PROVIDENCE, R.I. -- Who will win The Game of Life?
Testimony is scheduled to begin Thursday in federal court in Los Angeles in a lawsuit over who owns the rights to one of the most popular board games of all time.
The widow of a toy inventor says her husband, Bill Markham, has been denied his legacy of creating The Game of Life, after another man, Reuben Klamer, took full credit for it. Lorraine Markham also says she was cut out of more than $2 million in royalties by Klamer and Rhode Island-based toy company Hasbro.
Since the game was created in 1959, Markham's contributions to the development of the game have been minimized and ultimately eliminated from the history books, Markham's lawyers wrote in a pre-trial filing.
"What was once a great partnership between Markham, a toy and game designer, and Klamer, a savvy marketer and promoter, has been tarnished by Klamer's unrelenting quest to steal the credit of developing the game for himself," they wrote.
Both Hasbro and Klamer dispute that, arguing that Markham was merely hired by Klamer to create a prototype. Klamer owned a company with TV personality Art Linkletter, and the company was asked by Milton Bradley to come up with a game to mark the game maker's 100th anniversary in 1960.
Klamer said he went into Milton Bradley's archives and found the company's first game, The Checkered Game of Life, which he said served as the inspiration to develop the game that is now called The Game of Life, according to court papers.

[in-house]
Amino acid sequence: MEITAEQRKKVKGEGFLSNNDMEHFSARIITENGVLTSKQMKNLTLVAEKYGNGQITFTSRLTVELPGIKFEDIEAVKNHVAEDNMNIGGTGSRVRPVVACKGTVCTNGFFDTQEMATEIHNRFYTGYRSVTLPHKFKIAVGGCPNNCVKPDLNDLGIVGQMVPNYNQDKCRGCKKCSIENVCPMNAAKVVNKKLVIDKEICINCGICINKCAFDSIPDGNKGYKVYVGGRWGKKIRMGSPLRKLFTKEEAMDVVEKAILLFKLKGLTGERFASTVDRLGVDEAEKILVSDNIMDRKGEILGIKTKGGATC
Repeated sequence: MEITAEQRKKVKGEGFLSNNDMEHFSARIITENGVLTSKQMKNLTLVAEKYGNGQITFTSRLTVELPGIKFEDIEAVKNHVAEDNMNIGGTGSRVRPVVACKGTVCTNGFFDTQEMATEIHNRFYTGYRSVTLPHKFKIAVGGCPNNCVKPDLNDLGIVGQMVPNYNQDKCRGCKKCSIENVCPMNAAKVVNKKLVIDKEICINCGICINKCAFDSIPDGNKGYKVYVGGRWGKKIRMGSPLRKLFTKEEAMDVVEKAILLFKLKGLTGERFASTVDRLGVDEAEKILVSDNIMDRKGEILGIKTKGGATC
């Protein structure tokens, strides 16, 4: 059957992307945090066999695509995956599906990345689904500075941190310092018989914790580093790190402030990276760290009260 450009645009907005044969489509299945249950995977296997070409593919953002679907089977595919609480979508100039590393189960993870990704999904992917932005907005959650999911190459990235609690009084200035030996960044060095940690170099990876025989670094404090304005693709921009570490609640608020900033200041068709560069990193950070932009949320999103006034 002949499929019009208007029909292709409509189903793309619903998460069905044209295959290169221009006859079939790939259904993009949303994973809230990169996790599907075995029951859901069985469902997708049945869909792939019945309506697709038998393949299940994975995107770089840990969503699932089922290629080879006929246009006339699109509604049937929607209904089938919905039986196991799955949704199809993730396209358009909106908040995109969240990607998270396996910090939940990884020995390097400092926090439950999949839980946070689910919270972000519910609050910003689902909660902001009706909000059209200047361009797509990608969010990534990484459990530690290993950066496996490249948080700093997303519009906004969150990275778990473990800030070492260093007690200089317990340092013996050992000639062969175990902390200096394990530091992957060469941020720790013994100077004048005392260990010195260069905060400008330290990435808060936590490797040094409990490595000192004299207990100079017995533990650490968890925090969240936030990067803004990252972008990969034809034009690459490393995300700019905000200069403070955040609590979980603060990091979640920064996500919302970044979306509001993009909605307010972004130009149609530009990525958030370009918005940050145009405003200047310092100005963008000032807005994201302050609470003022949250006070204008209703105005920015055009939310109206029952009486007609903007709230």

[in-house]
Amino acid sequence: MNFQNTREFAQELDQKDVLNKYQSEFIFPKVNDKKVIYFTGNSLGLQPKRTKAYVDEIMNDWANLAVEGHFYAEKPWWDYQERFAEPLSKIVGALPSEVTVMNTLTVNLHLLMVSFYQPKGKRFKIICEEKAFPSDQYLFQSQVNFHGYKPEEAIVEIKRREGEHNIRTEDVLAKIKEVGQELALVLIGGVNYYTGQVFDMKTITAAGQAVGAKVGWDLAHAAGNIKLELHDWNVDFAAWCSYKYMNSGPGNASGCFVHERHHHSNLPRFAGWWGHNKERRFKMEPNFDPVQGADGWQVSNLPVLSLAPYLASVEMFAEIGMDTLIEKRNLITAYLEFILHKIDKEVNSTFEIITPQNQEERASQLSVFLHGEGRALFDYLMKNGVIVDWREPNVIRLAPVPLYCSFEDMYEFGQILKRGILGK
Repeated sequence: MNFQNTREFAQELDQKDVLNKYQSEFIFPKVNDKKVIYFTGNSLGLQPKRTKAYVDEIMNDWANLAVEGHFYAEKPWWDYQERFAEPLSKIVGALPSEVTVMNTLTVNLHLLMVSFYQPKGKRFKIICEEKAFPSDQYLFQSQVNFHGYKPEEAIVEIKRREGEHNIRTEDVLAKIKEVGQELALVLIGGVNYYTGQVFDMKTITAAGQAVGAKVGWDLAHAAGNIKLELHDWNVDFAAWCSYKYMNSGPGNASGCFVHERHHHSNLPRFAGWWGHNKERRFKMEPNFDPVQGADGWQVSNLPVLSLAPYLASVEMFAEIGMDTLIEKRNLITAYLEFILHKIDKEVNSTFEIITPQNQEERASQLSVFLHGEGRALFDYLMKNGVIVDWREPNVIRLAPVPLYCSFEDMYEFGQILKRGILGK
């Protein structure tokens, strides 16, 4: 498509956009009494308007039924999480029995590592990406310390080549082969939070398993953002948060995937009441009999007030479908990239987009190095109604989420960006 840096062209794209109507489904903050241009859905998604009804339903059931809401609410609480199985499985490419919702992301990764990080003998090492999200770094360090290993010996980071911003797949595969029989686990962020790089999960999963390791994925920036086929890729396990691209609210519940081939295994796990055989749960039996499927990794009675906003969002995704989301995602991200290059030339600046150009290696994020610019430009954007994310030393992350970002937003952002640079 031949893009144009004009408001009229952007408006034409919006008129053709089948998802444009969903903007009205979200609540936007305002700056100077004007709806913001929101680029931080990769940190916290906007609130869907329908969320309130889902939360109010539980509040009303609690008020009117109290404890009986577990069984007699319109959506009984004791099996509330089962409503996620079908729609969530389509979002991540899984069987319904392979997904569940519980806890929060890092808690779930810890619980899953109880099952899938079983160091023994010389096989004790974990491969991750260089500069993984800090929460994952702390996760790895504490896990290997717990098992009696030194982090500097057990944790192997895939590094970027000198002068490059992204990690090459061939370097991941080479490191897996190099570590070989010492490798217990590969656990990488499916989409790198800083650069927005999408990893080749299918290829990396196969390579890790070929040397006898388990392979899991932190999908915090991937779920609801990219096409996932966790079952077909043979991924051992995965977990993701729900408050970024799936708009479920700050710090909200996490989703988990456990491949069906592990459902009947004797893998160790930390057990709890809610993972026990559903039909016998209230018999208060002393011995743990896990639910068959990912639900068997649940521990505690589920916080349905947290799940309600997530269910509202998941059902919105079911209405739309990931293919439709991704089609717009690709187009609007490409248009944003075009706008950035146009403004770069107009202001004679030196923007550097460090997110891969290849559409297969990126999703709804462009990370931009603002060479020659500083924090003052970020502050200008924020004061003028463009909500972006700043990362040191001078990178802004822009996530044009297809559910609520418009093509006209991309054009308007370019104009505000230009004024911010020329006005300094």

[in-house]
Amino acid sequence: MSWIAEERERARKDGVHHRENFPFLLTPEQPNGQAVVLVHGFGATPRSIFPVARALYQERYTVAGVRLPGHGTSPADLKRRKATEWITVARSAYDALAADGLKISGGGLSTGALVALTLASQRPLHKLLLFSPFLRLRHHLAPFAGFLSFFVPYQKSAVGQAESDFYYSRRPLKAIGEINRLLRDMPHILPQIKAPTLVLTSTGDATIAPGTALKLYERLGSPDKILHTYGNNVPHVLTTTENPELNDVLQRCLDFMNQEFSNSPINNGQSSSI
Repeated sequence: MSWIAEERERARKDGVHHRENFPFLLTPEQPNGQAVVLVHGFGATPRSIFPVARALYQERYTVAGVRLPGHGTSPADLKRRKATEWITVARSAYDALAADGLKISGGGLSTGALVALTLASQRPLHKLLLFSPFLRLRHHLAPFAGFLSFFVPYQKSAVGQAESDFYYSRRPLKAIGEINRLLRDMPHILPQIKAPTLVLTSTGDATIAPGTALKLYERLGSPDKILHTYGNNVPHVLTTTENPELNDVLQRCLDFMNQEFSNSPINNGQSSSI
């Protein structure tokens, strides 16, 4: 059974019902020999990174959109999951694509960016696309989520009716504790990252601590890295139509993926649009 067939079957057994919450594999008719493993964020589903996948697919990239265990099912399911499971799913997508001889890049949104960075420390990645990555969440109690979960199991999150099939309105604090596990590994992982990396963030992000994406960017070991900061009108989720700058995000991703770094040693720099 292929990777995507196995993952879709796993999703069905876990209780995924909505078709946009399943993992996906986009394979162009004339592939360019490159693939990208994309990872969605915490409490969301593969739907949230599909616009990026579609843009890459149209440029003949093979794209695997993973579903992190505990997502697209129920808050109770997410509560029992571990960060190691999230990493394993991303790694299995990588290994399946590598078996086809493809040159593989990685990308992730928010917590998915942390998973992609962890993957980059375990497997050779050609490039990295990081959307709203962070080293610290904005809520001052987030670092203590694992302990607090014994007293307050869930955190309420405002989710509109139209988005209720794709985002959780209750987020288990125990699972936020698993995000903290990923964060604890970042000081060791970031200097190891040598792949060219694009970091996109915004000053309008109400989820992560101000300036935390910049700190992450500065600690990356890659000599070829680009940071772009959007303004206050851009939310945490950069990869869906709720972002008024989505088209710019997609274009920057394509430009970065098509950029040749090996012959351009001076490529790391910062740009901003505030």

They also argue that other people helped Markham with the game's design, and that the game has changed significantly since the prototype Markham developed.
The Game of Life was different from other games at the time because it featured a three-dimensional board with a circuitous track, rather than a track around the outside of the board. Players spun a clicking wheel, rather than rolling dice. Players would then travel along the track in a car, marking life events such as getting married, having children and buying insurance. At the end, the richest player wins.
The game has sold more than 30 million copies, and been spun off into an iPhone app, TV show, gambling and other ventures. It has been displayed at the Smithsonian Institution and was inducted into the Toy Hall of Fame in 2010.
The lawsuit was filed in Rhode Island in 2015. This week's testimony will centre on the limited question of who owns rights to the game.
U.S. District Judge William Smith agreed to hold a partial bench trial in Los Angeles because of the age of many of the witnesses, according to Frank Perry, chief deputy clerk in the U.S. District Court in Providence. Perry said a final ruling would most likely happen at the conclusion of the entire case, which could eventually include a trial by jury.
Markham wants a declaration that her late husband was the sole inventor and creator of the game. She also wants the right to terminate all licensing agreements for the game, as well as a right to all future royalties.